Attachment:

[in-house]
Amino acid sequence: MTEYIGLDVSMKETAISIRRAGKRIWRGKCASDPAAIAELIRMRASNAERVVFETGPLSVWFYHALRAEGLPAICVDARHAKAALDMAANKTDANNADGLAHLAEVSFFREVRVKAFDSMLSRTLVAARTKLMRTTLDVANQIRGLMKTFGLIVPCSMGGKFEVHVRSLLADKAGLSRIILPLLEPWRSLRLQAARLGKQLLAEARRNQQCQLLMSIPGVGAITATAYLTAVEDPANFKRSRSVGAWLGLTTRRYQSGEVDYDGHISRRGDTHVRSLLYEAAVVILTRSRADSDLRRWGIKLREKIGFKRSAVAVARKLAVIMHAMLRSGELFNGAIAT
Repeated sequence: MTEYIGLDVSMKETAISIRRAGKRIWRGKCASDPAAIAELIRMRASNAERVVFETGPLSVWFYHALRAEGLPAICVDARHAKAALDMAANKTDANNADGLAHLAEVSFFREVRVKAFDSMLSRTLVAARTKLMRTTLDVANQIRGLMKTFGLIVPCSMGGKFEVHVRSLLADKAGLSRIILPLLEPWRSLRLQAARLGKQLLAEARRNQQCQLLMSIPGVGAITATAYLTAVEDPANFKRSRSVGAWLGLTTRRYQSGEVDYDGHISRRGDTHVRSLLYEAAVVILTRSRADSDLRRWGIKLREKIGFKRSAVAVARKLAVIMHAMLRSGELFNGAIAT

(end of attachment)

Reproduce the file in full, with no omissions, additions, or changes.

[in-house]
Amino acid sequence: MTEYIGLDVSMKETAISIRRAGKRIWRGKCASDPAAIAELIRMRASNAERVVFETGPLSVWFYHALRAEGLPAICVDARHAKAALDMAANKTDANNADGLAHLAEVSFFREVRVKAFDSMLSRTLVAARTKLMRTTLDVANQIRGLMKTFGLIVPCSMGGKFEVHVRSLLADKAGLSRIILPLLEPWRSLRLQAARLGKQLLAEARRNQQCQLLMSIPGVGAITATAYLTAVEDPANFKRSRSVGAWLGLTTRRYQSGEVDYDGHISRRGDTHVRSLLYEAAVVILTRSRADSDLRRWGIKLREKIGFKRSAVAVARKLAVIMHAMLRSGELFNGAIAT
Repeated sequence: MTEYIGLDVSMKETAISIRRAGKRIWRGKCASDPAAIAELIRMRASNAERVVFETGPLSVWFYHALRAEGLPAICVDARHAKAALDMAANKTDANNADGLAHLAEVSFFREVRVKAFDSMLSRTLVAARTKLMRTTLDVANQIRGLMKTFGLIVPCSMGGKFEVHVRSLLADKAGLSRIILPLLEPWRSLRLQAARLGKQLLAEARRNQQCQLLMSIPGVGAITATAYLTAVEDPANFKRSRSVGAWLGLTTRRYQSGEVDYDGHISRRGDTHVRSLLYEAAVVILTRSRADSDLRRWGIKLREKIGFKRSAVAVARKLAVIMHAMLRSGELFNGAIAT